On February 2, 2016, following three months of intense negotiations in the wake of the October 6, 2015 decision by the Court of Justice of the European Union invalidating the EU-US Safe Harbor (previously in effect for over fifteen years), , the European Commission and US Department of Commerce announced a “political” agreement on a new EU-US Privacy Shield. The new Privacy Shield is intended to protect Europeans’ rights when their personal data is transferred to the United States. The Commission’s press release announcing the deal is available here. The Article 29 Working Party’s Statement is available here.
Primary features of the high level, “political” agreement include the following:
- Rigorous Obligations on Companies Handling Europeans’ Personal Data
- US companies will be required to commit to more stringent obligations regarding the processing of personal data and protection of individual rights.
- Robust Enforcement
- The US Department of Commerce will monitor companies’ obligations to publish their data protection commitments.
- The US Federal Trade Commission will enforce companies’ obligations to publish their data protection commitments.
- US Government Data Safeguards & Data Access Transparency Obligations
- The US has provided written assurances that:
- data transferred to the US will not be subject to government mass surveillance programs and
- access to data by public authorities for law enforcement and national security purposes will be subject to clear limitations, safeguards and oversight mechanisms.
- The US Department of Commerce and EU Commission will conduct an annual joint review –including discussion of US national security-related access– to monitor the success of the EU-US Privacy Shield.
- The US has provided written assurances that:
- Protection of EU Citizens’ Rights Through Redress Possibilities
- Companies will be required to reply to EU citizen complaints within specific time frames.
- European Data Protection Authorities will be able to refer complaints to the US Department of Commerce and the US Federal Trade Commission.
- Alternative dispute resolution will be at no cost to the individual.
- A new US Ombudsperson under the auspices of the US State Department will review complaints relating to alleged personal data access by national intelligence authorities.
During the next stage, European and United States authorities will focus on the preparation of the detailed text of the new agreement, which should ultimately provide companies with specific, actionable direction regarding acceptable transatlantic personal data transfer practices.
The EU Commission must draft an adequacy decision, which would approve the EU-US Privacy Shield as a valid data transfer mechanism under the existing European Data Protection Directive. Once drafted, the decision will need to be adopted by the College of EU Commissioners following consultations with representatives of the EU Member States and advice of the Article 29 Working Party, which may result in changes to the EU-US Privacy Shield. The powerful Article 29 Working Party consists of the national data privacy regulators from each of the 28 EU member countries. At its meeting on February 3, 2016, the Article 29 Working Party was cautious in its reaction to the news of the new agreement. While it welcomed the conclusion of EU-US negotiations on the replacement of the Safe Harbor, it reserved its opinion until it receives the relevant documents to assess whether the new Privacy Shield meets the objections of the EU Court of Justice in invalidating the Safe Harbor. The Working Party gave the EU Commission until the end of February to provide details of the new agreement. At the same time, the Working Party intends to examine the extent to which the new agreement will provide a legal basis for the use of the other means of transferring personal data from the EU to US, including the use of standard contract provisions and binding corporate rules. Until it issues its assessment, the Working Party indicated the standard contract clauses and binding corporate rules can still be used for personal data transfers from the EU to the US. By contrast, since transfers of data under the now invalidated Safe Harbor cannot legally take place, the national data protection authorities in the EU will deal with complaints on a “case-by-case basis”.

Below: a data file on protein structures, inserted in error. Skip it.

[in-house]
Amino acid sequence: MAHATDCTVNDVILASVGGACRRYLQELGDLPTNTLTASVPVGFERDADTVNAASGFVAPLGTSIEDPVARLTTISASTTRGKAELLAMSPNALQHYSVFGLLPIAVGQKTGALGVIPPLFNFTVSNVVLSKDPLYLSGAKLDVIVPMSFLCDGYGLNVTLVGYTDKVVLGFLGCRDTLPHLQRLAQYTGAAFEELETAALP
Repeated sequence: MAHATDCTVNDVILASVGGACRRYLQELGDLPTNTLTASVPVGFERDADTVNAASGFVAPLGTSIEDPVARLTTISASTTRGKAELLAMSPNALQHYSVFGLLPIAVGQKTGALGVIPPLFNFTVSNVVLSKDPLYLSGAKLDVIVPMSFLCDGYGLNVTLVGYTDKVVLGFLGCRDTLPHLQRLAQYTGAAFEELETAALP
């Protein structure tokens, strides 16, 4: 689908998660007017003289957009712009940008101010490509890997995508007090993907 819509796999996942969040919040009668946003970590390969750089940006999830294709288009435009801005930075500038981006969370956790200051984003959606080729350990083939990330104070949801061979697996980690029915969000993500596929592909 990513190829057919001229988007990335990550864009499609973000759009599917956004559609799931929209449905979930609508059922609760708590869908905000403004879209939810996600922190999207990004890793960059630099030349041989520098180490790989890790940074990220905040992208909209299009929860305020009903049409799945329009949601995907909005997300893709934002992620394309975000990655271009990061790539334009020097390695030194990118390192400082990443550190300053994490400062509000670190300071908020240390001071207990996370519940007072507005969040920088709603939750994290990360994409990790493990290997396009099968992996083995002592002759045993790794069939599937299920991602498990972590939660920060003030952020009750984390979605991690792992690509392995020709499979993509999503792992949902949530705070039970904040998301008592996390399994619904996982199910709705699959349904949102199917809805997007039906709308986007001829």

We project it will take another several months before companies can rely on the new EU-US Privacy Shield for personal data transfers from the EU to the US. Once details of the new scheme are released, US companies, which have already self-certified under the old Safe Harbor scheme, will need to determine what additional actions, if any, they will have to take in order to comply with the new EU-US Privacy Shield.
In the meantime, given the uncertainty of the present situation, including the possibility of differing approaches by the national data privacy authorities in the EU to enforcing the law, US companies that previously relied exclusively on the Safe Harbor as a means of transferring personal data from the EU should evaluate alternative ways to mitigate risk such as entering into bilateral standard clause agreements with EU data exporting entities to ensure adequate protection of personal data.
US companies should be aware that even if the new Privacy Shield obtains approval by the EU institutions, the new scheme could be subject to challenge by individual privacy advocates within the EU on the basis the new agreement does not go far enough to protect EU citizens. Whether or not the EU Court of Justice would consider the new arrangement merely a case of old wine in new bottles may remain an open question until such a challenge is brought.